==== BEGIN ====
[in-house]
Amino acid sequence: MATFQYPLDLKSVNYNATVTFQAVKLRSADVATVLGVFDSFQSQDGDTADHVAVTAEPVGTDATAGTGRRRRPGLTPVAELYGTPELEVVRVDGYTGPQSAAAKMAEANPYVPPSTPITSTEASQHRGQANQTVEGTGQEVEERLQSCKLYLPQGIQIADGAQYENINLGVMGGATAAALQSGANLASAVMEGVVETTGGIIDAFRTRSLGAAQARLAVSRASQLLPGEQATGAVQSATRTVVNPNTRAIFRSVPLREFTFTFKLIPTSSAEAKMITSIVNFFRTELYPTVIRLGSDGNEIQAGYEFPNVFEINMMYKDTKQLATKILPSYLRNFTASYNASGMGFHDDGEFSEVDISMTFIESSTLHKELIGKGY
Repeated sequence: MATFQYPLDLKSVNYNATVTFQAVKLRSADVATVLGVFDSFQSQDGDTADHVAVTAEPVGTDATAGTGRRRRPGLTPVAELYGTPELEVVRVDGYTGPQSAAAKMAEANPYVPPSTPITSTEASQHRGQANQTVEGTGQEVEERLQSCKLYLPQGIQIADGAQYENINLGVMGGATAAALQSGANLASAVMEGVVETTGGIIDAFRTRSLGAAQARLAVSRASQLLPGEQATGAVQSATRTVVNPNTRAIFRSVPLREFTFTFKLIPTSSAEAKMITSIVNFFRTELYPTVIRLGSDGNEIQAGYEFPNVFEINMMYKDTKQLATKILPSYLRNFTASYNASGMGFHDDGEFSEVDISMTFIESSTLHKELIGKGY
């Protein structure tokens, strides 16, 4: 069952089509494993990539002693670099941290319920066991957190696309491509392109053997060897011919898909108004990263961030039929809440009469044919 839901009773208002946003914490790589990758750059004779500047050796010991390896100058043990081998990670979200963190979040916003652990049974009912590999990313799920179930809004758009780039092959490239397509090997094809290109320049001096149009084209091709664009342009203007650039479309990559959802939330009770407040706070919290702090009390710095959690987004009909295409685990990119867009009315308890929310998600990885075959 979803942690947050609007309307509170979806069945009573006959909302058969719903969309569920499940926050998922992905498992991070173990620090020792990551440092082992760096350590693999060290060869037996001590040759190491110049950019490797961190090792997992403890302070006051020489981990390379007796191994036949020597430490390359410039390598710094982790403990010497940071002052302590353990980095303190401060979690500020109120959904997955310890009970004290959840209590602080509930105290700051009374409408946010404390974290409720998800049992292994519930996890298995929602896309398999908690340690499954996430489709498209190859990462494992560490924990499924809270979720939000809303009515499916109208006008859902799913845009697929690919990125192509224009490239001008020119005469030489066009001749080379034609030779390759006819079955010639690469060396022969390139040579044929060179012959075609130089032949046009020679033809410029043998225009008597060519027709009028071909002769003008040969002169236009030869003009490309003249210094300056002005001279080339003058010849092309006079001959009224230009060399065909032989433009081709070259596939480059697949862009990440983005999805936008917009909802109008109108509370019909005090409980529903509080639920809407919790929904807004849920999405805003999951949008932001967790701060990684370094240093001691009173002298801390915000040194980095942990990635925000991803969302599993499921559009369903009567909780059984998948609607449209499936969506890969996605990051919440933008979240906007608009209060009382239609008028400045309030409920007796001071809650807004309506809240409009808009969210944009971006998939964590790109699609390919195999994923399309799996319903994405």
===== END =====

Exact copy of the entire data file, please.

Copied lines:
[in-house]
Amino acid sequence: MATFQYPLDLKSVNYNATVTFQAVKLRSADVATVLGVFDSFQSQDGDTADHVAVTAEPVGTDATAGTGRRRRPGLTPVAELYGTPELEVVRVDGYTGPQSAAAKMAEANPYVPPSTPITSTEASQHRGQANQTVEGTGQEVEERLQSCKLYLPQGIQIADGAQYENINLGVMGGATAAALQSGANLASAVMEGVVETTGGIIDAFRTRSLGAAQARLAVSRASQLLPGEQATGAVQSATRTVVNPNTRAIFRSVPLREFTFTFKLIPTSSAEAKMITSIVNFFRTELYPTVIRLGSDGNEIQAGYEFPNVFEINMMYKDTKQLATKILPSYLRNFTASYNASGMGFHDDGEFSEVDISMTFIESSTLHKELIGKGY
Repeated sequence: MATFQYPLDLKSVNYNATVTFQAVKLRSADVATVLGVFDSFQSQDGDTADHVAVTAEPVGTDATAGTGRRRRPGLTPVAELYGTPELEVVRVDGYTGPQSAAAKMAEANPYVPPSTPITSTEASQHRGQANQTVEGTGQEVEERLQSCKLYLPQGIQIADGAQYENINLGVMGGATAAALQSGANLASAVMEGVVETTGGIIDAFRTRSLGAAQARLAVSRASQLLPGEQATGAVQSATRTVVNPNTRAIFRSVPLREFTFTFKLIPTSSAEAKMITSIVNFFRTELYPTVIRLGSDGNEIQAGYEFPNVFEINMMYKDTKQLATKILPSYLRNFTASYNASGMGFHDDGEFSEVDISMTFIESSTLHKELIGKGY
């Protein structure tokens, strides 16, 4: 069952089509494993990539002693670099941290319920066991957190696309491509392109053997060897011919898909108004990263961030039929809440009469044919 839901009773208002946003914490790589990758750059004779500047050796010991390896100058043990081998990670979200963190979040916003652990049974009912590999990313799920179930809004758009780039092959490239397509090997094809290109320049001096149009084209091709664009342009203007650039479309990559959802939330009770407040706070919290702090009390710095959690987004009909295409685990990119867009009315308890929310998600990885075959 979803942690947050609007309307509170979806069945009573006959909302058969719903969309569920499940926050998922992905498992991070173990620090020792990551440092082992760096350590693999060290060869037996001590040759190491110049950019490797961190090792997992403890302070006051020489981990390379007796191994036949020597430490390359410039390598710094982790403990010497940071002052302590353990980095303190401060979690500020109120959904997955310890009970004290959840209590602080509930105290700051009374409408946010404390974290409720998800049992292994519930996890298995929602896309398999908690340690499954996430489709498209190859990462494992560490924990499924809270979720939000809303009515499916109208006008859902799913845009697929690919990125192509224009490239001008020119005469030489066009001749080379034609030779390759006819079955010639690469060396022969390139040579044929060179012959075609130089032949046009020679033809410029043998225009008597060519027709009028071909002769003008040969002169236009030869003009490309003249210094300056002005001279080339003058010849092309006079001959009224230009060399065909032989433009081709070259596939480059697949862009990440983005999805936008917009909802109008109108509370019909005090409980529903509080639920809407919790929904807004849920999405805003999951949008932001967790701060990684370094240093001691009173002298801390915000040194980095942990990635925000991803969302599993499921559009369903009567909780059984998948609607449209499936969506890969996605990051919440933008979240906007608009209060009382239609008028400045309030409920007796001071809650807004309506809240409009808009969210944009971006998939964590790109699609390919195999994923399309799996319903994405």